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1929 Royal Navy MkIV Service Respirator and "Kidney" Carrier

Article about: This Mk.IV Respirator is a fairly recent, and a rather important addition to my collection. It's one of only a slack handful of early Mk.IVs that have managed to avoid being re-configured wi

  1. #1

    Default 1929 Royal Navy MkIV Service Respirator and "Kidney" Carrier

    This Mk.IV Respirator is a fairly recent, and a rather important addition to my collection. It's one of only a slack handful of early Mk.IVs that have managed to avoid being re-configured with newer types of filter and carrier during the latter half of the 1930s. So this example as you see it here is in its original configuration with the Type A filter and the kidney shaped carrier.

    The Mk.IV was the first true General Service Respirator that actually suited the requirements of all three services. The SBR of the First World War with it's short hose and chest mounted carrier wasn't deemed suitable for use by the Royal Navy, who wanted a new respirator with a longer hose and a carrier which could be slung by the wearers side. This subsequently led to the development of the Mk.II General Service Respirator. However, the army, also wanting a new respirator didn't like the long hose and slightly bulky design of the Mk.II, so the Mk.III General Service Respirator with a short hose and chest carrier very similar to that of the SBR was introduced into service. Both of these masks were produced and used during the 1920's, eventually both were to be replaced by a respirator that would suit the needs of everyone. The Mk.IV's principle was quite simple, it was based around a set facepiece design which suited the needs of all three services. Other components such as the hose, carrier and filter would vary dependant on which service a particular respirator was manufactured for. Based on the dates found on early Mk.IVs, it appears they first went into Service in 1929.

    The Mk.IVs were initially fitted with the Type A filter, this carried on from the Mk.II and Mk.III Respirators which were both fitted with them. In appearance, the Type A is identical to the filter of the SBR although it's painted grey as apposed to varnished metal. Today, finding examples of Type A filters is actually harder than finding early MK.IV respirators themselves, as many Mk.IVs were upgraded with Type E filters in the 1930s and the Type A filters were either retired for training purposes, or scrapped.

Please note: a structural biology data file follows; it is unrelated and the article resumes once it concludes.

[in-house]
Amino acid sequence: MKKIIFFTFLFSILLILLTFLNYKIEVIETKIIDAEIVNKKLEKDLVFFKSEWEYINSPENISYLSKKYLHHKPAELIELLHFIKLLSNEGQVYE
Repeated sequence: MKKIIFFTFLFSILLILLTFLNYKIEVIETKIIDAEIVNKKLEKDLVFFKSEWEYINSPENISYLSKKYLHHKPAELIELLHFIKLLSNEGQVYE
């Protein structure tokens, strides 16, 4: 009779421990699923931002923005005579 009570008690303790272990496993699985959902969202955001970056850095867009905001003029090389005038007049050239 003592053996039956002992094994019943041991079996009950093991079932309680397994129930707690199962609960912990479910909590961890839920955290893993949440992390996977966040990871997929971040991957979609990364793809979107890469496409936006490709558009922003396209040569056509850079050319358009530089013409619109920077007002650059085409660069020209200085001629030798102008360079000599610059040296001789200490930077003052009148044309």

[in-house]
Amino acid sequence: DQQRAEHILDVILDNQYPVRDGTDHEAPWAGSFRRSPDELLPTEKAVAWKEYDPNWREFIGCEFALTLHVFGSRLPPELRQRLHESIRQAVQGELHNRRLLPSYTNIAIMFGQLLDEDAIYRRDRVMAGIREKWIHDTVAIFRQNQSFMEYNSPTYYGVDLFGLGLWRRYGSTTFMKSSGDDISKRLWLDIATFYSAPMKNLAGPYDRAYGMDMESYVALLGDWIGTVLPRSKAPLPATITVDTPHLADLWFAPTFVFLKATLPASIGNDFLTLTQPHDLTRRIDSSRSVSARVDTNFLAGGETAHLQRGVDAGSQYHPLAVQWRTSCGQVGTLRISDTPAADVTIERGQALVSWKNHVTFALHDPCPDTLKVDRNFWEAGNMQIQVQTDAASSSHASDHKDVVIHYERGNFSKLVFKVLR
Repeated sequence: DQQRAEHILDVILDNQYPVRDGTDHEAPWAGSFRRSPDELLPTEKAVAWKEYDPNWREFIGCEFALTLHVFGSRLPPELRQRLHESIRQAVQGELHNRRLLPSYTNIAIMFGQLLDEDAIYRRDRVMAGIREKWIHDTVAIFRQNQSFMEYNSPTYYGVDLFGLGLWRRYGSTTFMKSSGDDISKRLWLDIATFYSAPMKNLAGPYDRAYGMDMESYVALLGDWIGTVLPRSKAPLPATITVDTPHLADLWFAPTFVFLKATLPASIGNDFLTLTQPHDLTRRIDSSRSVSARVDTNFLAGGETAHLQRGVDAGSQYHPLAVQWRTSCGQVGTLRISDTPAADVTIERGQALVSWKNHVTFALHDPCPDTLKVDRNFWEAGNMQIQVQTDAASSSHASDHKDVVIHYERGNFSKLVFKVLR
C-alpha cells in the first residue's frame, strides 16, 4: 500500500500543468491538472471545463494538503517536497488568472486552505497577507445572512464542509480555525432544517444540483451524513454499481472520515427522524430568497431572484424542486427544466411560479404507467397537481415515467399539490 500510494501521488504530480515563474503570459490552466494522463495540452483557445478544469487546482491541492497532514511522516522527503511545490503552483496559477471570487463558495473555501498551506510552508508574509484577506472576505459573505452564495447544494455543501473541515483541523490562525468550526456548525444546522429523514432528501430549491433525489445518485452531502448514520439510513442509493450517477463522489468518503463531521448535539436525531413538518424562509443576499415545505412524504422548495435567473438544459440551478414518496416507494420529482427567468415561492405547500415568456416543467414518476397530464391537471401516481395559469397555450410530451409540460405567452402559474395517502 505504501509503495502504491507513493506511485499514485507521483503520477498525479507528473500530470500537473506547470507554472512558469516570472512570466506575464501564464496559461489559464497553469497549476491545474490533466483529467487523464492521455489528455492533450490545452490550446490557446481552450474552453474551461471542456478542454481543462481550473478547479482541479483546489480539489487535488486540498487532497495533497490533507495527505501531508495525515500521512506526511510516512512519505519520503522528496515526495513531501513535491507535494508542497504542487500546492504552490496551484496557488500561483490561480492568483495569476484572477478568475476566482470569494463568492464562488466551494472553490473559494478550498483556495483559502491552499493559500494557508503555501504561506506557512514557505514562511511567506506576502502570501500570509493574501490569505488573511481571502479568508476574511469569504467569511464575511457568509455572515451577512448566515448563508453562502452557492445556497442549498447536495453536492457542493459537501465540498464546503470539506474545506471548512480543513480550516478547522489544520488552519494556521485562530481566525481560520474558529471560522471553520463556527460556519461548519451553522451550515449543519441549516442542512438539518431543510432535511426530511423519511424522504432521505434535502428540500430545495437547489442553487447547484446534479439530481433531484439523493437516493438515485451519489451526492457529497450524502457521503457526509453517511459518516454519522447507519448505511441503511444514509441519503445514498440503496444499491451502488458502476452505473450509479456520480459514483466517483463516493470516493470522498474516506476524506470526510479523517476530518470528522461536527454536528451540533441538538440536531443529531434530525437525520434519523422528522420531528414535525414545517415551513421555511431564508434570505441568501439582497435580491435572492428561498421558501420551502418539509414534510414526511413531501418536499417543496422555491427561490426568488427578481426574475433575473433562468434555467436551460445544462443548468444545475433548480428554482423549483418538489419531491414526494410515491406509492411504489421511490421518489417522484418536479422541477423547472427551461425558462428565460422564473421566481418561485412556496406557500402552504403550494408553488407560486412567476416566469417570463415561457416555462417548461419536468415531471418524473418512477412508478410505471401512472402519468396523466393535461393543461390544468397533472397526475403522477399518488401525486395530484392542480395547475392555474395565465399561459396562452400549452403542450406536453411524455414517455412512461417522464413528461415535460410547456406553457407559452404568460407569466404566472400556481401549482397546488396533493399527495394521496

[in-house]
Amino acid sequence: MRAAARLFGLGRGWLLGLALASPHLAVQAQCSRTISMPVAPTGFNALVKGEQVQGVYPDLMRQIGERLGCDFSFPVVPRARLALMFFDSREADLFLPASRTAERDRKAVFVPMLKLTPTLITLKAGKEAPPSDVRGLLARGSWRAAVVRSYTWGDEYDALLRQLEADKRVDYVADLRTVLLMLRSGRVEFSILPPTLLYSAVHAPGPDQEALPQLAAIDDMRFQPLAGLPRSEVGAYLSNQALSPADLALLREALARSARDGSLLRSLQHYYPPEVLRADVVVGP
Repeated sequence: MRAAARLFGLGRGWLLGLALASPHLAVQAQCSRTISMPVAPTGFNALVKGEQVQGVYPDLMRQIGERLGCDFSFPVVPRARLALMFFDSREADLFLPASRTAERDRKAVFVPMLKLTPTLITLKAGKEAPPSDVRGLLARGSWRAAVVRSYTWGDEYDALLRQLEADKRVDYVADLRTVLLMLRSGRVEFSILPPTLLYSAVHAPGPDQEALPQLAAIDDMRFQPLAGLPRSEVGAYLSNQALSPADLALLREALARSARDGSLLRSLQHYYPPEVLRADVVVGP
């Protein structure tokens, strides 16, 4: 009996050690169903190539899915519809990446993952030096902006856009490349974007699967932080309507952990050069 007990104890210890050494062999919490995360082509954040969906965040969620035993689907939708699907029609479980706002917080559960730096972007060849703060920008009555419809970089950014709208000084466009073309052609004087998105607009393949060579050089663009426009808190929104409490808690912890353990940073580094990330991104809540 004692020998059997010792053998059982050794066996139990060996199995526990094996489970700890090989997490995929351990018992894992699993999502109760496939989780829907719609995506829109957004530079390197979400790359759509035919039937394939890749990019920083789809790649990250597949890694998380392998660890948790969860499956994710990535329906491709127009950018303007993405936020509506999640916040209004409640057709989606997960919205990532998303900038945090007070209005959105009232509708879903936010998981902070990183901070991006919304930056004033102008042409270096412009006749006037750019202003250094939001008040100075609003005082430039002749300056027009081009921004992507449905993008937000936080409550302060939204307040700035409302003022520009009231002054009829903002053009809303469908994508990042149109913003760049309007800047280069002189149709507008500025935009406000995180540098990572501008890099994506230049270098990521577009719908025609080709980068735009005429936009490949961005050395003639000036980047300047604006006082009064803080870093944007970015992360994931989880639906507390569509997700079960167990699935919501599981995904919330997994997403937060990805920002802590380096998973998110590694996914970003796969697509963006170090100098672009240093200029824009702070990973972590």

Two lengths of hoses existed, short for the army and their chest mounted carriers, and long for the Royal Navy who preferred them slung by their sides. Initially, the Mk.IV continued to be used with the same type of carrier as it's predecessor, hence the reason the example shown below which came with the kidney shaped carrier of the Mk.II.

    Finally, here the photographs, enjoy! I'm not too sure how they've ended up in such a strange order, I'm working on it!

    Cheers,

    Danny

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  2. #2

    Default

    That is gorgeous! Very jealous of that one...think Karkee will be salivating when he sees this one 😀

  3. #3
    NCA
    NCA is offline
    ?

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    Well that's a bit nice! Very impressive to see such a rare mask. Carrier reminds me of the US diaphragm mask bag...

  4. #4
    ?

    Default

    Warspite is quite right! Lol

    That is a beautiful mask and haversack Danny! I like how both items are marked with the naval "N"...

  5. #5

    Default

    Thanks very much for the comments guys, I am indeed very fortunate to have found this piece. I found it on a random classified advert, the seller must have thought I was absolutely nuts calling him at 2100 about some dusty old gas mask

    Cheers,

    Danny

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